Data Cursors— Display x and y values of points, distances between two points
Select Data Cursors to display values of key points in your signal. Data Cursors are horizontal and vertical bars that you position over a point of interest, such as a peak value. The cursors display the x and y positions. To display the distance between the cursors, select Show Signal Information. To lock the bars so that they move together, select one of the Lock Spacing options.
Select Features— Choose the features to plot
Click Select Features to open a selectable list of features to plot. Use Select Features, for example, when you have generated many features but you want to focus on a subset in a single plot panel.
Group By— Select the condition variable for grouping data
Select the condition variable to base feature histograms on. The feature histograms use color to visualize the separation of data groups with different labels for that condition variable.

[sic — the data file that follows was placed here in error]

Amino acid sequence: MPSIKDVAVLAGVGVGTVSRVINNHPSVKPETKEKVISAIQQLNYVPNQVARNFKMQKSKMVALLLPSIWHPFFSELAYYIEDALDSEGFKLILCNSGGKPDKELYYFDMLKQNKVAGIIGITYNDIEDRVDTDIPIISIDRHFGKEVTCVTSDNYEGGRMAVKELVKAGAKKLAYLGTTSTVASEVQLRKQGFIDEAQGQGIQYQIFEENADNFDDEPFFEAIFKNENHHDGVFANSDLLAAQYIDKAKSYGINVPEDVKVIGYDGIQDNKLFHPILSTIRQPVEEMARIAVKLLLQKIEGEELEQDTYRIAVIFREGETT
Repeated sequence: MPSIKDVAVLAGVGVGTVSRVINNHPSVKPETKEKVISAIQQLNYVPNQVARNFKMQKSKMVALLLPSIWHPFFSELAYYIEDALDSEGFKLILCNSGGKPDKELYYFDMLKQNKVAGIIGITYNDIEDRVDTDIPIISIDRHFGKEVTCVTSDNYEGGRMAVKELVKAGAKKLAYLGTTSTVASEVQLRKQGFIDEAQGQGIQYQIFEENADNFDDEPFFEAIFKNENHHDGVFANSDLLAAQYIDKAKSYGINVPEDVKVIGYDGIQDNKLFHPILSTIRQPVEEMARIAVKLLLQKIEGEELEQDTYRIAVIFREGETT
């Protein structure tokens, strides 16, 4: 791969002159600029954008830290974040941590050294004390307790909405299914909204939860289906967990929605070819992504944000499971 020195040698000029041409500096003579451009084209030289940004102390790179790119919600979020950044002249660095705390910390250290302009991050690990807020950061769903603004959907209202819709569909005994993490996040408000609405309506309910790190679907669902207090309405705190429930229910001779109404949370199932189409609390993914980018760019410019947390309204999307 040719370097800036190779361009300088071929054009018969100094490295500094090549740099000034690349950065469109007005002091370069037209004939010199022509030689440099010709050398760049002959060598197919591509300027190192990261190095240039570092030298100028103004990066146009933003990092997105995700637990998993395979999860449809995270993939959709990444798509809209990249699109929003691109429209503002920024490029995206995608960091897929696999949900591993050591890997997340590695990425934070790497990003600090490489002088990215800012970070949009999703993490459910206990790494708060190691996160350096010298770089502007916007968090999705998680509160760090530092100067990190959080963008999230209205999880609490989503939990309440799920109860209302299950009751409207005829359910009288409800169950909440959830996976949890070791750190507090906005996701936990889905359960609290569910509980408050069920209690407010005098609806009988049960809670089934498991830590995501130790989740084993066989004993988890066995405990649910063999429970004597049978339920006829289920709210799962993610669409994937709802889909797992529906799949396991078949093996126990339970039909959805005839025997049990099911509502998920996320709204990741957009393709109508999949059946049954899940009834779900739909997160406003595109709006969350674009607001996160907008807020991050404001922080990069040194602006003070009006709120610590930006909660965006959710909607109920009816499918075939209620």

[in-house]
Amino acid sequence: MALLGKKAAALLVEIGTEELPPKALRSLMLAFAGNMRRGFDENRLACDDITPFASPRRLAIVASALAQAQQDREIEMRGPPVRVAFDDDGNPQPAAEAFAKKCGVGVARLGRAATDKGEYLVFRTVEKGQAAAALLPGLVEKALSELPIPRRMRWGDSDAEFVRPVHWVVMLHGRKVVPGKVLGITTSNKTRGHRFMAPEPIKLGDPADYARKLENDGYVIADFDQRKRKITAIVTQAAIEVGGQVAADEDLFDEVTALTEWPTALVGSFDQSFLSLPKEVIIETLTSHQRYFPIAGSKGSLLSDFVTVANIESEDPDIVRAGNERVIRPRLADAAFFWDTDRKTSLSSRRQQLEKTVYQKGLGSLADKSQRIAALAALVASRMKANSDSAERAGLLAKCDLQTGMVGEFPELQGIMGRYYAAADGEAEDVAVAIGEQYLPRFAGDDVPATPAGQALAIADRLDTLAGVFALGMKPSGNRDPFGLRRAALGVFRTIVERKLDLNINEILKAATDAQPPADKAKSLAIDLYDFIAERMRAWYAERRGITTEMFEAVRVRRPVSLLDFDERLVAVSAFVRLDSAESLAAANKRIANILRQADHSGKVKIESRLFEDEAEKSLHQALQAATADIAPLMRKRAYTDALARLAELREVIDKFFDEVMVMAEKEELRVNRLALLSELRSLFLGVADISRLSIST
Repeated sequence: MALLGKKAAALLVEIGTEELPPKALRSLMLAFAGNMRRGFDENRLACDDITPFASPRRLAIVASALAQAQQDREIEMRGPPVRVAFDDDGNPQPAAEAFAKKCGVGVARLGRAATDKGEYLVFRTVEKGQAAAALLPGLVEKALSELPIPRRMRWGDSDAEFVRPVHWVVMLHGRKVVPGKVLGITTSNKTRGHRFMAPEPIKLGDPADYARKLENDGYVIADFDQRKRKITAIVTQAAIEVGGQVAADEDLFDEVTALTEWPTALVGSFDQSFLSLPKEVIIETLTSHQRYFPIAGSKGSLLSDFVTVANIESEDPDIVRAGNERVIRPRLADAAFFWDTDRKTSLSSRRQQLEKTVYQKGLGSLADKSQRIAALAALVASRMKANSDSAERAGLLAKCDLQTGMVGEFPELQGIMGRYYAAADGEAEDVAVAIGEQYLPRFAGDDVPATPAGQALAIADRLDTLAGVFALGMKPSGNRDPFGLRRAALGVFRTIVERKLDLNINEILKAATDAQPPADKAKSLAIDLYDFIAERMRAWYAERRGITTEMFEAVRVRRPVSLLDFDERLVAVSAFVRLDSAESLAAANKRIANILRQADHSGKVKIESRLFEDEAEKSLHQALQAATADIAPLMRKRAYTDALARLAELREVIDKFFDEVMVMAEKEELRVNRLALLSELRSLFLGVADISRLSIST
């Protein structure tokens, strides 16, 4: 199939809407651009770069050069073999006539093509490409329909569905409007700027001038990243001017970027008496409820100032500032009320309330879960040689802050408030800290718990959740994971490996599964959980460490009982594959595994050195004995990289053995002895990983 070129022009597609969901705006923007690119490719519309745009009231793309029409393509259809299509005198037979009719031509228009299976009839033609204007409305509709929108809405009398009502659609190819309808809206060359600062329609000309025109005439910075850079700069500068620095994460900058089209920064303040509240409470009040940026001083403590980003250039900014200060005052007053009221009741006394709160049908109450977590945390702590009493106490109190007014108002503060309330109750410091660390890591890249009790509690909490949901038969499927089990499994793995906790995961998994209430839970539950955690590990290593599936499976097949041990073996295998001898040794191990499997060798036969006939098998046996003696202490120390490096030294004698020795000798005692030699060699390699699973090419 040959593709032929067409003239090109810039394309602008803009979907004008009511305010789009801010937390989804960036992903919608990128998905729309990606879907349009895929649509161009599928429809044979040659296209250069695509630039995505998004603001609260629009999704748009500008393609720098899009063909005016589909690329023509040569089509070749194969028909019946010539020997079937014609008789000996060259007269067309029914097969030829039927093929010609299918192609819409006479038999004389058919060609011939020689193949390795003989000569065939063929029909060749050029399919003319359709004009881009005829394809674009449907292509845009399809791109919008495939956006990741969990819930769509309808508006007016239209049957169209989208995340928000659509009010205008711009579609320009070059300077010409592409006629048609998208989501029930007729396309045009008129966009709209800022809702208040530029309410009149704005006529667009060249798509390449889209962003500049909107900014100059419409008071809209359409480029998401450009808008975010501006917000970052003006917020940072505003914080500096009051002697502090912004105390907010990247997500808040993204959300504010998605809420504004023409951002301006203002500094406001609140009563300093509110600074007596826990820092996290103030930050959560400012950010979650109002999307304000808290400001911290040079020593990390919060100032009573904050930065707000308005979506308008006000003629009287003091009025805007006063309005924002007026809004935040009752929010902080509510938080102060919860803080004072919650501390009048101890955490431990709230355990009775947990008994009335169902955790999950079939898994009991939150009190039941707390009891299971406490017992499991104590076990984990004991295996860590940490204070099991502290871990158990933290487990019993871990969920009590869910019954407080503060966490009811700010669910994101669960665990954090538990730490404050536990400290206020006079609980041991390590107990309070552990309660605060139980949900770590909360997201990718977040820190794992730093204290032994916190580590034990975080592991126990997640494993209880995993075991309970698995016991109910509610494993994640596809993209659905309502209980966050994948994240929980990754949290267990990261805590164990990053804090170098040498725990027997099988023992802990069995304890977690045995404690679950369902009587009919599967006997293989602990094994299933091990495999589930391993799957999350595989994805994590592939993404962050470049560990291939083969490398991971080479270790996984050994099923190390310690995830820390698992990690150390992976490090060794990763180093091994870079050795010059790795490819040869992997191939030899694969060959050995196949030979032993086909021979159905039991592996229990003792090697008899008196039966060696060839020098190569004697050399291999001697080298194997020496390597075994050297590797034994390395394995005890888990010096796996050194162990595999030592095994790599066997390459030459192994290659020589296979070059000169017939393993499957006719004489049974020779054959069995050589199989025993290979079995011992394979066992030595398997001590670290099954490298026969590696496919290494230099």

Bin Settings— Specify the histogram resolution
auto(default) | numeric | binning method name
Specify histogram resolution, as driven by your selection of Bin Width, Bin Method, Number of Bins, and Bin Limits. The bin settings apply to all the histograms for the feature table
The bin settings are not independent. The algorithm uses an order of precedence to determine what to use:
The Binning Method is the default driver for the bin width.
A Bin Width specification overrides the Binning Method.
The bin width and the independent Bin Limits drive the
number of bins. A Number of Bins specification has an effect
only when the value of Group By is
For more information on interpreting and customizing histograms, see Generate and Customize Feature Histograms.
Classification Ranking— Select a classification ranking algorithm to apply
Select a classification ranking technique to assess how effectively each feature separates data with different condition labels. If you have already ranked your features, you can rank again with a different technique and display the resulting rankings together. Each technique uses a different statistical method.
The menu differentiates between two-class and multiclass ranking methods.